The answer is not really associated with great expectations for corporate profits, but rather that the interest rates of bonds and CDs have declined to such a degree as to make them unattractive to those who would seek income from their investments. One might ask the question: what else are you going to do with money these days? Holding cash means receiving virtually nothing but stability in return, and many stalwart stocks offer dividend yields far greater than most bonds. For example, whereas the yield on 10-year U.S. Treasury bonds is currently around 1.5%, the dividend yield on IBM is more than twice that—at 3.5%. Add the merits of favorable taxation on qualified dividend income and it becomes even more appealing. This is one reason the stocks of large dividend-paying companies have been in greater demand than small companies and tech companies—both of which don't normally pay as much in dividends, if any. This dynamic may continue in spite of the (over) valuation of the markets.

Although interest rates in the U.S. have declined significantly, our rates are higher than the bonds issued by the governments of many of the world's largest economies. Many of the interest rates abroad are actually negative, a mathematical reality that has many scratching their heads in wonder. This represents a source of demand for our bonds which has helped keep our interest rates low. If/when economic growth here or abroad gains traction, this would change the equation. However, it's hard to see this happening in the near future.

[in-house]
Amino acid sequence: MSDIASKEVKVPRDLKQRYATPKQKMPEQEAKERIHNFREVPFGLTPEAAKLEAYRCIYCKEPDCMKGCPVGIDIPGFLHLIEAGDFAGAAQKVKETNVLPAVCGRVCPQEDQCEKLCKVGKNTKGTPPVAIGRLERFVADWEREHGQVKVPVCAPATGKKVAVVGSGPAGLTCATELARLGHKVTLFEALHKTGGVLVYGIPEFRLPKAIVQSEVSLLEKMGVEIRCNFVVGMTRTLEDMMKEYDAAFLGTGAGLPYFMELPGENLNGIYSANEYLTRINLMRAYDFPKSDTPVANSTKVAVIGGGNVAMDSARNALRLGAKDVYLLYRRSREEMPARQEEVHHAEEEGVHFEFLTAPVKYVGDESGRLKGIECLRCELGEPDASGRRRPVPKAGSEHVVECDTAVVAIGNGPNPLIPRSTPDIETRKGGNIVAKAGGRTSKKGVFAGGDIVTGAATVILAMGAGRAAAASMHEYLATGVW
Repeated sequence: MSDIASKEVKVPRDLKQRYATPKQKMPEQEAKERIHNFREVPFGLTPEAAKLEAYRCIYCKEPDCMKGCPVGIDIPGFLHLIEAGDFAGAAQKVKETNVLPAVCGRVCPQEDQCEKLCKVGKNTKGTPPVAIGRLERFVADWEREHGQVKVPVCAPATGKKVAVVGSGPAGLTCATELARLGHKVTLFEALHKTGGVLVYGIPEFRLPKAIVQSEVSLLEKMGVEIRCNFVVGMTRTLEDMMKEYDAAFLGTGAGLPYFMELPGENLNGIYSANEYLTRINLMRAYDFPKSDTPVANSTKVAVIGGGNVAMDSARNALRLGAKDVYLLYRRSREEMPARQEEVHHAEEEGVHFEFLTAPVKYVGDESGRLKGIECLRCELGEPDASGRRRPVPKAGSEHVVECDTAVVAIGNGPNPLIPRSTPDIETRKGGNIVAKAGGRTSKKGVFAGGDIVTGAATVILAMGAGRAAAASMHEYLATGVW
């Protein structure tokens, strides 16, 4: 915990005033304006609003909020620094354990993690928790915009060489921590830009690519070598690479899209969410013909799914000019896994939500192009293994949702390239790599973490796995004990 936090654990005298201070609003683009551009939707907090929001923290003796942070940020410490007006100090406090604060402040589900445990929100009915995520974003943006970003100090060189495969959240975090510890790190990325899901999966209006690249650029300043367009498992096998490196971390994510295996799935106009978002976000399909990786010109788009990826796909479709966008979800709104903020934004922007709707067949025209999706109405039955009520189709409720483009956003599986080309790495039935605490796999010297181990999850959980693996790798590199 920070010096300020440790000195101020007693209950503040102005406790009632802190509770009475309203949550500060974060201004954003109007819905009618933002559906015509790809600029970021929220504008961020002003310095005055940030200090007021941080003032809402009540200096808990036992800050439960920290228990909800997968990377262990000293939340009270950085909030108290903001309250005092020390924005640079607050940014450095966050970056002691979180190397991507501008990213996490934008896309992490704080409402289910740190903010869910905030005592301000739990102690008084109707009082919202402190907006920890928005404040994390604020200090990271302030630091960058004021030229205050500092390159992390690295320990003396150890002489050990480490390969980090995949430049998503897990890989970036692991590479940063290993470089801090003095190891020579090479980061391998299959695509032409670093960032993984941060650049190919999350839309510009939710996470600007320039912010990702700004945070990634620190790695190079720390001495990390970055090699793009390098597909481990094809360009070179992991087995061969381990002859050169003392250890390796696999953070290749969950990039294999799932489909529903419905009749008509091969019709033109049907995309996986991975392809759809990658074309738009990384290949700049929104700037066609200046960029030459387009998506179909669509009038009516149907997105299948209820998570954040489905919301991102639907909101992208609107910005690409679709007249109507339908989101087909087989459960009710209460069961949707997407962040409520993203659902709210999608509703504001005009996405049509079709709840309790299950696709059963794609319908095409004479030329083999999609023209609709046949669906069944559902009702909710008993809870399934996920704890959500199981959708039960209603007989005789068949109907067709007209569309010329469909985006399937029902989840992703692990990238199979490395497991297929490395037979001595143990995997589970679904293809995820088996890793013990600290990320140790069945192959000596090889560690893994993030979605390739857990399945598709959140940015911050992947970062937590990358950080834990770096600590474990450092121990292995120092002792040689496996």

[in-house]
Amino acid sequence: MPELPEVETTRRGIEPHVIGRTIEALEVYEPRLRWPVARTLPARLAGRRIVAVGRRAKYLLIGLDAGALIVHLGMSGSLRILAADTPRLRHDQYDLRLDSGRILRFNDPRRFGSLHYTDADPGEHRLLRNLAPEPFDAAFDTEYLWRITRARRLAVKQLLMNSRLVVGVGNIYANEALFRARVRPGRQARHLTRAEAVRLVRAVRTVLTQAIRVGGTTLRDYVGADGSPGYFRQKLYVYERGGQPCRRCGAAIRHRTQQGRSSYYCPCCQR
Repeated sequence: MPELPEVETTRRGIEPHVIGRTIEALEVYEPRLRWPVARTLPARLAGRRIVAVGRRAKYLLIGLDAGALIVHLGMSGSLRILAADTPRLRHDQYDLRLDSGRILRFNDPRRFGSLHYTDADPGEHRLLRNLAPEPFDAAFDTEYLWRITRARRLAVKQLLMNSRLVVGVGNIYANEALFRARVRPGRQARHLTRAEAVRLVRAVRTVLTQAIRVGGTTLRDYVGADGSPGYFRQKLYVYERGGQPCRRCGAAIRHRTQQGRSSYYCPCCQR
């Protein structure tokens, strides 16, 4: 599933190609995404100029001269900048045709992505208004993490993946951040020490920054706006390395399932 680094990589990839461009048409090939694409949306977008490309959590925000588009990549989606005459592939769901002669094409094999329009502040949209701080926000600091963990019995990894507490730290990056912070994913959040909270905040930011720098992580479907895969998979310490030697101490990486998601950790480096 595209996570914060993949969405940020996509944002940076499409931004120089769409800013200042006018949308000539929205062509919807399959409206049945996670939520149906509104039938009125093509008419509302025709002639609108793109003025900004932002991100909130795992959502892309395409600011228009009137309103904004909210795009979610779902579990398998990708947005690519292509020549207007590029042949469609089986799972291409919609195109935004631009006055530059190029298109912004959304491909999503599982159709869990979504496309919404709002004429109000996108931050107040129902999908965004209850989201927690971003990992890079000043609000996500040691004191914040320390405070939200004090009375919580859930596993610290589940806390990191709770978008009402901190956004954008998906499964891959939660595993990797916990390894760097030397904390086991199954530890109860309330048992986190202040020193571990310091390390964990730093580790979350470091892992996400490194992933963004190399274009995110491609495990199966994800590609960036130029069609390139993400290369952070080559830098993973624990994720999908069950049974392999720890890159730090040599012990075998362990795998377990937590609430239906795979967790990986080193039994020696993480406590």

Looking Ahead

The effects of Brexit and realignment of the EU are expected to be muted here. Increased acts of violence and terrorism here and abroad call for increased security measures. This will likely have a somewhat detrimental effect as resources are diverted from more productive uses. Consumers may begin to spend less in the face of more unrest. Volatility may increase as we draw nearer to the November elections. With time ticking away towards the fall elections, it will be interesting to see whether there is any shift in public opinion that translates to market movement. For now, it appears we can expect a continuation in the slow economic recovery with low inflation. Market pundits expect the Fed to leave interest rates alone until at least September. Some think it will be 2017 before the Fed acts again.

We may see a modest pullback in stocks from current levels but with bonds and CDs offering a pittance of a yield, the flow of income-seeking money will probably continue to provide an underpinning of support to the markets. The polarity of the political circus may provide some erratic market movement as anticipation of the outcome of elections may change investors' outlook on the effects on the economy. Overall, however, the slow growth, low inflationary environment we currently enjoy has historically been positive for financial assets.

As always, we will continue to follow the markets closely and take appropriate actions within client accounts to manage risk and return in accordance with each client's Investment Policy Statement.

Please feel free to call with any questions or comments.

Craig S. Limoges CFA, CFP, EA  —  George Middleton CFA, CPA-PFS